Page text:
Doctors are busy keeping an eye on how I am readjusting to life with gravity at @DLR_SpaceAgency's  :envihab facility. 👩‍⚕️

Medical checks started right after splashdown. The @esa medical and fitness teams are helping me to return to normal with a reconditioning programme. This involves exercises that gradually increase in difficulty, physiotherapy, massages, and lumbar ultrasounds Ė back muscles seem to be particularly fragile after not being used that much in weightlessness. 🏋️‍♂️

Even if I feel great and I havenít been particularly unbalanced or nauseous, it is known that an astronautís immune system is more vulnerable during the first days after a spaceflight. 👨‍🚀

#Muninn

https://twitter.com/astro_marcus/status/1758110435973144821

Offline mn

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Marcus Wandt
@astro_marcus
Back on my feet.

During my first week back to Earth, the #Muninn science must go on. Scientists are looking into my brain, bones, cells, and heart to monitor changes in my body after three weeks in space.

The effects of microcravity, cosmic radiation and the challenges of a new environment are an important part of human physiology research.

After a full week of gathering more data and readapting to gravity, I will be ready to come back home this Sunday, 18 February. 🇸🇪

Doctors are busy keeping an eye on how I am readjusting to life with gravity at @DLR_SpaceAgency's  :envihab facility. 👩‍⚕️

Medical checks started right after splashdown. The @esa medical and fitness teams are helping me to return to normal with a reconditioning programme. This involves exercises that gradually increase in difficulty, physiotherapy, massages, and lumbar ultrasounds Ė back muscles seem to be particularly fragile after not being used that much in weightlessness. 🏋️‍♂️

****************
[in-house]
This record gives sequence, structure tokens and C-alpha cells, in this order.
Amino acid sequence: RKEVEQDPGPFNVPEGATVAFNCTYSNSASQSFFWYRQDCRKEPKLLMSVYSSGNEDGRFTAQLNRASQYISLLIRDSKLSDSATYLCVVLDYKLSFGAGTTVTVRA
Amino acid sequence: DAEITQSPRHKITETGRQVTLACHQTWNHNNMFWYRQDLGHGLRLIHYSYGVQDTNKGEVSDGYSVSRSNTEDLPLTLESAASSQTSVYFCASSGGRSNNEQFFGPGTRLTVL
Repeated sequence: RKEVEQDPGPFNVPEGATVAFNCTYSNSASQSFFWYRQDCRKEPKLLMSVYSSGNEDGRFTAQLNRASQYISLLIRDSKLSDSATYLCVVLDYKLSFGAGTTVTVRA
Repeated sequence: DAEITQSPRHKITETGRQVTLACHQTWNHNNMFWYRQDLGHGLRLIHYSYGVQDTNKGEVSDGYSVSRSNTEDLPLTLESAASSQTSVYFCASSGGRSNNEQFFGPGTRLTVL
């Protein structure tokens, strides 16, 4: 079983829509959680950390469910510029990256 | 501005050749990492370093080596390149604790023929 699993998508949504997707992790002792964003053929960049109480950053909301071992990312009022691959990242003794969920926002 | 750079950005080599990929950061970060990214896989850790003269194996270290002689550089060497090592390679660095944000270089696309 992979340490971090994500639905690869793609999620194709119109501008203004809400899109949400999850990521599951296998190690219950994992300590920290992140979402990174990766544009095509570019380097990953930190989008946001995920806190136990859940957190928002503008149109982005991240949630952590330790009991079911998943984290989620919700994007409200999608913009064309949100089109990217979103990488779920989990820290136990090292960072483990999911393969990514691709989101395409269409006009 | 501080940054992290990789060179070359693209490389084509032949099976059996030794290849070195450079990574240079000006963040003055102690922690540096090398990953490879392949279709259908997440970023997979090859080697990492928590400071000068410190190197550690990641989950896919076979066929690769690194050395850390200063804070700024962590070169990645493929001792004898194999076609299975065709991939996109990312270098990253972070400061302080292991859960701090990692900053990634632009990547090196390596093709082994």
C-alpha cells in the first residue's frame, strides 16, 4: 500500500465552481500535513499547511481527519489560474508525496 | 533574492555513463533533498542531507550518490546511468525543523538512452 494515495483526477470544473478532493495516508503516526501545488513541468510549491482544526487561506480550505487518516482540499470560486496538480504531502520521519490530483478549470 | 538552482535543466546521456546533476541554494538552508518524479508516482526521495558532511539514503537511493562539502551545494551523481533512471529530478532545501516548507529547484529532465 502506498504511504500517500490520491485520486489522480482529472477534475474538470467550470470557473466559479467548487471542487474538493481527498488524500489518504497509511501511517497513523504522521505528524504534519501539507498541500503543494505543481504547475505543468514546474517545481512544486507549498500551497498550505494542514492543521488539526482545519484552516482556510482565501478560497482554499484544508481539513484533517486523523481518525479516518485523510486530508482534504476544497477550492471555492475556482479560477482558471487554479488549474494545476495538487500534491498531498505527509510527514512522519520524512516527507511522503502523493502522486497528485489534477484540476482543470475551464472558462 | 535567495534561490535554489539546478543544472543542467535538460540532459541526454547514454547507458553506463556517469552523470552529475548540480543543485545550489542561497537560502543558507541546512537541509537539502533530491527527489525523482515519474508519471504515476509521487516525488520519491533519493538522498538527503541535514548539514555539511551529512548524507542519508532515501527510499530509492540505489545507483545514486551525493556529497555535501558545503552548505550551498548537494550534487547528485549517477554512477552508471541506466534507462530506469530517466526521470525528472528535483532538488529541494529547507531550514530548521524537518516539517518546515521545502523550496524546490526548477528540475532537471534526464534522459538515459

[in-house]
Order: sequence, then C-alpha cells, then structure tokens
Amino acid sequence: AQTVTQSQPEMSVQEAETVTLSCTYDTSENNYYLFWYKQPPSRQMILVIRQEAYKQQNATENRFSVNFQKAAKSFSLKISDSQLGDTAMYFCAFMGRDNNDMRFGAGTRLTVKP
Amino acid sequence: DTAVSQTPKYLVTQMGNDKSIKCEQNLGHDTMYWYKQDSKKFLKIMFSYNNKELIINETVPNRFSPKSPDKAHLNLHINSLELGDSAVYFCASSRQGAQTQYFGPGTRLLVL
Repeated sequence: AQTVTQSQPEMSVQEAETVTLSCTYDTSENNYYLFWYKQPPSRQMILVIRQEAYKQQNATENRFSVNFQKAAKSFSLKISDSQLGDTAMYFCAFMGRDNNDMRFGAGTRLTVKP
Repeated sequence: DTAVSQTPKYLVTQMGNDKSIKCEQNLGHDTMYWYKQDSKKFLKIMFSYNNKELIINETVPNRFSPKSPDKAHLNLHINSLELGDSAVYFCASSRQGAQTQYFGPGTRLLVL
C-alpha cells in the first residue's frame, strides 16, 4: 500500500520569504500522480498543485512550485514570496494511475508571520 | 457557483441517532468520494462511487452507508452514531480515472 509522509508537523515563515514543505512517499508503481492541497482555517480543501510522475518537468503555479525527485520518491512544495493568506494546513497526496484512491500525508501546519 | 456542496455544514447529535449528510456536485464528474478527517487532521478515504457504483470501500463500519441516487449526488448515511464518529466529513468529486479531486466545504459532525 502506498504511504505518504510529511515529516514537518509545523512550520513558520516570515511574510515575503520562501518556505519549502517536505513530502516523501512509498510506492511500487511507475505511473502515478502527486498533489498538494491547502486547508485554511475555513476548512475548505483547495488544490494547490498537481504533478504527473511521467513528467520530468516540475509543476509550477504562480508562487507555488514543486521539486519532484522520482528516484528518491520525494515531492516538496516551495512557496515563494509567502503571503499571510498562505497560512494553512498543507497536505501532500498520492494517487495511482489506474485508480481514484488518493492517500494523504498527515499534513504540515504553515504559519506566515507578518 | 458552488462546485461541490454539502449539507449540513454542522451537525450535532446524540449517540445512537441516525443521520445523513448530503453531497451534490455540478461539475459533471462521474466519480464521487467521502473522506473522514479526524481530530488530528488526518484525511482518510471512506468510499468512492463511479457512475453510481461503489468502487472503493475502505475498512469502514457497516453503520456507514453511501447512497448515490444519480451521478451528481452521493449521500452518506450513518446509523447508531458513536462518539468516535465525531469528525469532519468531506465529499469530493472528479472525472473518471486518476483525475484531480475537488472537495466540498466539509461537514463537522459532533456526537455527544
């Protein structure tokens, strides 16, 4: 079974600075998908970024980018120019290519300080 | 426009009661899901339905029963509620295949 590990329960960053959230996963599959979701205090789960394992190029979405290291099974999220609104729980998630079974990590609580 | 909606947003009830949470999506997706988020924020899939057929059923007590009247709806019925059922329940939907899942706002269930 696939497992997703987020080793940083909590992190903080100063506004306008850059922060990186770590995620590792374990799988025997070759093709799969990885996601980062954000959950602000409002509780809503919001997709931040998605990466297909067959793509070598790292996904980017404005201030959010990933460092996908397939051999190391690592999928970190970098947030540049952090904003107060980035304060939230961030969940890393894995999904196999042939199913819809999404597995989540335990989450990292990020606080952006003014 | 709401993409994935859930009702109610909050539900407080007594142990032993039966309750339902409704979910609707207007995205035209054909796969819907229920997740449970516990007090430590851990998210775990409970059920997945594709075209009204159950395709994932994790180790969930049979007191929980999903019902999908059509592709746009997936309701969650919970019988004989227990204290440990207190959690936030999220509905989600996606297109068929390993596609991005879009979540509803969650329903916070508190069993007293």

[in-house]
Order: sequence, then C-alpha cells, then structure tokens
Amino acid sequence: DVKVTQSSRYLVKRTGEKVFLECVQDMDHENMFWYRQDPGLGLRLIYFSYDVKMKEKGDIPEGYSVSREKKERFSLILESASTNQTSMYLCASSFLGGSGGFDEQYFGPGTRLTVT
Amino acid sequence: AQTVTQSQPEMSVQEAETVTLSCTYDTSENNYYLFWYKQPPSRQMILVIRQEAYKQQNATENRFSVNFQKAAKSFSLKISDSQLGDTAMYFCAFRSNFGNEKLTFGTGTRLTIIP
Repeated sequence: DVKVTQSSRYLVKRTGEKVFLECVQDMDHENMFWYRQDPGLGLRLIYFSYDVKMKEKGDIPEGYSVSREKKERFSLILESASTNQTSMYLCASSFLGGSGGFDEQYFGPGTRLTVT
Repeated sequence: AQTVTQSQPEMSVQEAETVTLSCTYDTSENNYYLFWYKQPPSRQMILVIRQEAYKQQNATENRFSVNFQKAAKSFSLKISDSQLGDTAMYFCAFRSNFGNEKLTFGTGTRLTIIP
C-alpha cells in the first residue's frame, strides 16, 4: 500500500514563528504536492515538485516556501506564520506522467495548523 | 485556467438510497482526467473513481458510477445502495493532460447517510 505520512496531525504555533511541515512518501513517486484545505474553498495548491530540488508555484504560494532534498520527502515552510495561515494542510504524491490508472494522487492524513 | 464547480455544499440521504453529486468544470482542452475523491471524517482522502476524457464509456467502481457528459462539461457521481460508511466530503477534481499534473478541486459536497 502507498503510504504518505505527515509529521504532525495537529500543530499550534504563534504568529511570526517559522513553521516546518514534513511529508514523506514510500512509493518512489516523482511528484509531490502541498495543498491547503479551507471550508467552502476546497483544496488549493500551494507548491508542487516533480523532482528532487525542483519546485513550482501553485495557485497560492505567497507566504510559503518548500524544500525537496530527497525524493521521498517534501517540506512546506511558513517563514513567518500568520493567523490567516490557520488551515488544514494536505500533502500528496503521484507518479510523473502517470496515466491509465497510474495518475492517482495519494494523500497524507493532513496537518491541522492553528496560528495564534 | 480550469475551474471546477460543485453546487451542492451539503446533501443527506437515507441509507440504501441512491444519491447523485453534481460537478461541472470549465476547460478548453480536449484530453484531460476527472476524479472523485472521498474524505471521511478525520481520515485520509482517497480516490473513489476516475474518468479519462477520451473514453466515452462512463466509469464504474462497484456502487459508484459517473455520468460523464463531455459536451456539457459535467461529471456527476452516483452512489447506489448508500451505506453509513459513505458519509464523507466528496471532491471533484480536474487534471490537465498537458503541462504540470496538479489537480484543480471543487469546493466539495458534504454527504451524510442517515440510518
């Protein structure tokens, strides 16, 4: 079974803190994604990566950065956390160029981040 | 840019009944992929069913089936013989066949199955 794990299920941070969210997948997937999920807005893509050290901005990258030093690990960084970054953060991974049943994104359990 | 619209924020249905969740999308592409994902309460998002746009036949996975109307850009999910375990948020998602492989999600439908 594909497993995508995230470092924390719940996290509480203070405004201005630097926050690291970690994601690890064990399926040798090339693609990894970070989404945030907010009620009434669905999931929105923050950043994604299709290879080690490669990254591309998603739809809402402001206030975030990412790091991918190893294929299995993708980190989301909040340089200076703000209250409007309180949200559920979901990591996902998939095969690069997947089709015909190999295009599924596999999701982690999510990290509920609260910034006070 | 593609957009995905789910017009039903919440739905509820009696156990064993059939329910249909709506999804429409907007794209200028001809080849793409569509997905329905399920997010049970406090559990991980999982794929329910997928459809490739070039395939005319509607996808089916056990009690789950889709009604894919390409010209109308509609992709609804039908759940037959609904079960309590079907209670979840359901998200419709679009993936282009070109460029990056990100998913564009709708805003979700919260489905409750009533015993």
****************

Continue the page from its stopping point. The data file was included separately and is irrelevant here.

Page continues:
Even if I feel great and I havenít been particularly unbalanced or nauseous, it is known that an astronautís immune system is more vulnerable during the first days after a spaceflight. 👨‍🚀

#Muninn

https://twitter.com/astro_marcus/status/1758110435973144821

I am going to ask a possibly very dumb question, but I'll go ahead anyway.

We've been sending humans to space for how many years now? astronauts have been medically studied on return in every way imaginable. ISTM this has been studied up to the wazoo.

Are we really still studying this? or is this just 'me too' science? (if there's a better thread to discuss this, please let me know. ty)

Offline mandrewa

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I am going to ask a possibly very dumb question, but I'll go ahead anyway.

We've been sending humans to space for how many years now? astronauts have been medically studied on return in every way imaginable. ISTM this has been studied up to the wazoo.

Are we really still studying this? or is this just 'me too' science? (if there's a better thread to discuss this, please let me know. ty)

Statistically speaking that would still be a rather small sample.

Over 600 people have been to space.

Let's say we have access to medical data on half of them.

Let's pretend that we medically examined each of these people in the same way (definitely not true).

That would give us a sample size of 300.  That's still pretty small.

The odds are the we are still only working on the first significant digit, so to speak, in trying to explore how bodies respond to space.

Likely there are now a number of known issues of concern that they are now trying to gather data on, and so there are tests being done now that were never done with many of the people that have been to space.  And that makes the sample size even smaller.

Offline FutureSpaceTourist

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Offline mn

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I am going to ask a possibly very dumb question, but I'll go ahead anyway.

We've been sending humans to space for how many years now? astronauts have been medically studied on return in every way imaginable. ISTM this has been studied up to the wazoo.